So you’ve never written a novel then?

Well I have, but I cut it back to make it a novella

That’s a no then

I suppose so

Short stories have become your thing really and that’s basically what Tales from the Underbelly is right, a short story collection?

Yes and no. It’s a collection of stories of varying length, from very short to novella length that are all linked by characters. The whole thing revolves around two rival gangland bosses, Tony Ricco and Jimmy O’Keefe, but it’s not so much about them as the people whose lives they touch. Some of these people interact with them willingly, some by horrible accent and some don’t even know that they’re involved with them but have to deal with the consequences of their presence in their lives.

So, it’s a short story collection then?

Depends on your perspective I suppose, would you call Pulp Fiction a short story collection?

Oh behave, you’re not seriously comparing your work to Pulp Fiction are you?

I’m not making any comment on the quality of the work here, more the format. In Pulp Fiction everything that happens does so around or because of the mysterious Kingpin figure of Marsellus Wallace, he’s not in all of the scenes, and not all of the characters or stories in that film are linked but the thread that holds it all together is Wallace. In Tales from the Underbelly it’s Ricco and O’Keefe’s enterprises that weave the thread between the scenes that unfold. For me Tales from the Underbelly is more like a collection of linked scenes and stories that tell a bigger story about a criminal underworld, than a simple short story collection. That said, each story stands alone, but if you read the whole thing you’ll hopefully find it more satisfying that a standard collection of tales lumped together to make a book.

You self-published this collection, seem a bit sure of yourself, who are you to say people will want to read what you put out?

That’s a fair question, but strictly speaking I didn’t self publish this. The stories in Tales from the Underbelly have all been published before in various collections and ezines. I just put them together into something that makes the whole thing link up. That said, a lot of people are self publishing these days and whilst there is some absolute shite out there some of the best work I’ve read in recent years has been self published. Sadly I haven’t had a lot of time to read this year but two of the best books I’ve read were self published, one by Robert Cowan (The Search for Ethan) and the other by Ryan Bracha (After Work Call). When I first got into writing I thought self publishing was bullshit but guys like Bracha and Cowan and many more have proven me wrong, it’s just a way of getting work that probably wouldn’t be picked up by mainstream publishers out for an audience that’s looking for something different from the run of the mill stuff you’ll see on the shelves and for me that can only be a good thing – as long as the quality is good.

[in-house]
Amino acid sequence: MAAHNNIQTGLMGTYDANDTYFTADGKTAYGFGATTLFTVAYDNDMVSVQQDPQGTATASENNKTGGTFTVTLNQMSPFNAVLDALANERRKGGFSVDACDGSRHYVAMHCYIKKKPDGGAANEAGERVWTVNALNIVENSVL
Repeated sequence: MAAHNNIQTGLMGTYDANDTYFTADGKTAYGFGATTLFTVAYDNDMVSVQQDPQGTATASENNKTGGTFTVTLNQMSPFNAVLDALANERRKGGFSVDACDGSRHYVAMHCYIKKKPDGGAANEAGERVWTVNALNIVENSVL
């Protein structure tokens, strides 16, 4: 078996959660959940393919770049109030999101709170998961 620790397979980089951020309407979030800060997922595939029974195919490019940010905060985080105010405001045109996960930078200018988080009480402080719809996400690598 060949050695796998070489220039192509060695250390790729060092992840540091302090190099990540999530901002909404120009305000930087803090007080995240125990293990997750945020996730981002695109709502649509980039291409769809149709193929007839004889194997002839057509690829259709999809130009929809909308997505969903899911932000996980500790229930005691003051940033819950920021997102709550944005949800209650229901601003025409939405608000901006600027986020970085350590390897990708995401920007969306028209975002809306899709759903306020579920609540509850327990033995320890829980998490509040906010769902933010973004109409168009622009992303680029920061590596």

Tales from the Underbelly is done now so what are you working on right now?

Right now, nothing. I haven’t really written an original word in 2017. It’s been a very strange year, I’ve been very busy in the real world and so writing has taken a back seat. I hope to get back to it again one day, but at the moment it’s just not happening for one reason and another. That said I do have another novella, Rival Sons that I finished on the last day of 2016 that I’m hoping to find a home for soon. I spent what spare time I had in the first half of 2017 tidying that up with edits and writing a synopsis getting it ready to send out to publishers – I’ve had a couple of nibbles on what I’ve sent out so far, so I have my fingers crossed that something might come of it, but I’m not holding my breath – never a good idea in this game.

Thanks for taking the time to talk to me, Aidan now go and put some clothes on

Oh, you’re one to talk